From the CIO’s chair

Nationwide ignores disruptions, succeeds

Are markets just background noise? Should pension funds ignore political risks, overpriced assets and economic forecasts? Are all these just short-term effects that are hard to predict and best left to rich hedge fund managers? Should lesser mortals, like humble pension fund managers, focus just on the long term?

One pension fund’s recent experience offers answers to these questions.

Nationwide Pension Fund adopted a new long-term plan for its Cheshire and Derbyshire (C&D) section that called for a methodical adherence to automatically de-risking as threshold funding levels were reached. The result? C&D reached its objectives with years to spare, despite numerous market disruptions. Here’s how it happened.

A pension fund has only one clear objective – to pay the benefits due to its members, as and when they fall due. This is a long-term objective, even for closed defined benefit schemes. The strategies to deliver this objective generally focus on reducing risk and seeking a degree of certainty about meeting those future cash-flow requirements.

For the UK’s Nationwide Pension Fund, the trustees have agreed that being fully funded on a low dependency (LD) basis, with 100 per cent interest rate and inflation hedging, is a position that gives a strong degree of assurance that the fund should be able to meet its future benefit requirements without recourse to the sponsor.

For the purposes of the fund, the LD valuation assumes that liabilities are discounted at gilts plus 0.2 per cent, while the assets are expected to realise gilts plus 0.5 per cent. The excess 0.3 percentage points are there to cover service and management costs and changes to longevity.

This is not a perfect solution but it significantly reduces risk and the trustees are now more comfortable they can meet the obligations to members. It is certainly a more prudent position than the technical provisions calculations agreed upon with the sponsor, which discount liabilities at a higher level and assume a much greater expected return from assets.

The fund has two sections: Nationwide and the Cheshire and Derbyshire (C&D) section. The C&D is an amalgamation of two schemes blended into the fund following the merger of the Cheshire and Derbyshire building societies into Nationwide in 2009. C&D was reasonably funded then and following a payment of £15 million ($19 million) from the sponsor in 2010, it was fully funded on a TP basis, with £177 ($229 million) of assets.

A target for 2020

At this point, the fund was 40 per cent in equities, 47 per cent in gilts, 10 per cent in active corporate bonds and 3 per cent in alternatives. The trustees quickly agreed to focus on LD as the long-term target for the C&D section. A revised investment strategy was agreed upon that offered an expected return, which combined with a series of de-risking thresholds to provide a 50 per cent chance of reaching the LD target by 2020. This was mechanistic, with no regard for any views on markets beyond a long-term expected return from the assets.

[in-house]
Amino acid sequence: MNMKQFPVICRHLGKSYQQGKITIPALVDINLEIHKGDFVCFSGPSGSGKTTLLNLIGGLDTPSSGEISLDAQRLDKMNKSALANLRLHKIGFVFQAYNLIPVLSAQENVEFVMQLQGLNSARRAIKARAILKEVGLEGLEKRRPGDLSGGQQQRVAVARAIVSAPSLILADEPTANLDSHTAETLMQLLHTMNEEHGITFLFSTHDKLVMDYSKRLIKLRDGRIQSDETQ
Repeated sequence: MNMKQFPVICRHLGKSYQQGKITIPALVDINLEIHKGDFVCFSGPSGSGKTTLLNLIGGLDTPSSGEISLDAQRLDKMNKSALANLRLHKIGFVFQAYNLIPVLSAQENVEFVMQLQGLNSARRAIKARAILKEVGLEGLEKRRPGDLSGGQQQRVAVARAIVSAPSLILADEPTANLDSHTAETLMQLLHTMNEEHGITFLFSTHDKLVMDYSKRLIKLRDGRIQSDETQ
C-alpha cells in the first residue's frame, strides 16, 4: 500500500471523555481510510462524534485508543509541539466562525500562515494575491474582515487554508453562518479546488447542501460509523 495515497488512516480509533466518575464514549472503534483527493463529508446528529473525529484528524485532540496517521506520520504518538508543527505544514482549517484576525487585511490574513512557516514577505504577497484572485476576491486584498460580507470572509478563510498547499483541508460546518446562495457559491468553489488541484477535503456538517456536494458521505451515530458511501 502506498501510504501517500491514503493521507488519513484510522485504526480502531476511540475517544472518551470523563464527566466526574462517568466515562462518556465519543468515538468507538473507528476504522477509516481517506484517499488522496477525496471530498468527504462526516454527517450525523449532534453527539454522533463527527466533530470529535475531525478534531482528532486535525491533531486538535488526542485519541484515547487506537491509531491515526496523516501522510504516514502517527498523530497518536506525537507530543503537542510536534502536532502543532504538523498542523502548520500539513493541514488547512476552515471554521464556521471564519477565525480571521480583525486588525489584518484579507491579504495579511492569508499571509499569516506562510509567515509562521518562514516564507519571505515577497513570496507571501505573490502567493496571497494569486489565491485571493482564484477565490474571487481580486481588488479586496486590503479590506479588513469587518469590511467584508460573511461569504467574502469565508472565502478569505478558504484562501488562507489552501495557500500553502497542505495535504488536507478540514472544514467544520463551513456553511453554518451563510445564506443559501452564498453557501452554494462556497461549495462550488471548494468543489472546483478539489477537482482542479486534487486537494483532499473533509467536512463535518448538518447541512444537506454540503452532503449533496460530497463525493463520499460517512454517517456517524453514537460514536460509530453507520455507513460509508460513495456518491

The long-term plan commenced with a restructure into 30 per cent passive equities and 70 per cent passive gilts, and a series of incremental thresholds based on the funding level relative to the LD target. As these predetermined thresholds were reached, the portfolio would incrementally reduce equity exposure and increase the gilt exposure to improve the liability hedge.

Through the course of this strategy, only one further change was made; again, focused only on the long-term aim of achieving the LD position. This was to increase the liability hedging, through some modest leverage to some of the gilt exposure.

In October 2016, almost four years ahead of plan, the C&D reached its objective. It was fully funded on an LD basis and it was fully hedged for both inflation and interest rates. It had a 7.5 per cent allocation to passive equity and 92.5 per cent to gilts, linkers and AAA bonds. No views or opinions on rates, inflation, asset values, economic forecasts or political activity were given consideration on this journey. Again, the only strategy was automatically de-risking as threshold funding levels were reached. Since 2010, the sponsor has made no further contributions.

As this was happening, we experienced the tail end of the financial crisis, quantitative easing, negative interest rates, the European debt crisis, an oil price collapse, the Scottish referendum, Brexit and Trump, among other disruptions. None of these led to a change of direction. Indeed, in the context of the investment strategy, most of them weren’t even worthy of discussion. As at the end of March 2017, C&D had present liabilities, on an LD basis, of £329 million ($426 million) and assets of £333 million ($431 million). Having a long-term plan, sticking to it and putting aside any views on future markets for the sake of the long-term strategy paid off.

So, is worrying about the short term and trying to second guess markets worthwhile for pension fund trustees and their investment teams? If the C&D experience is anything to go on, perhaps a better use of a pension fund’s governance budget is to agree on a long-term objective, plan how to get there and focus on staying with the plan.

Mark Hedges is chief investment officer of the Nationwide Pension Fund in the UK.

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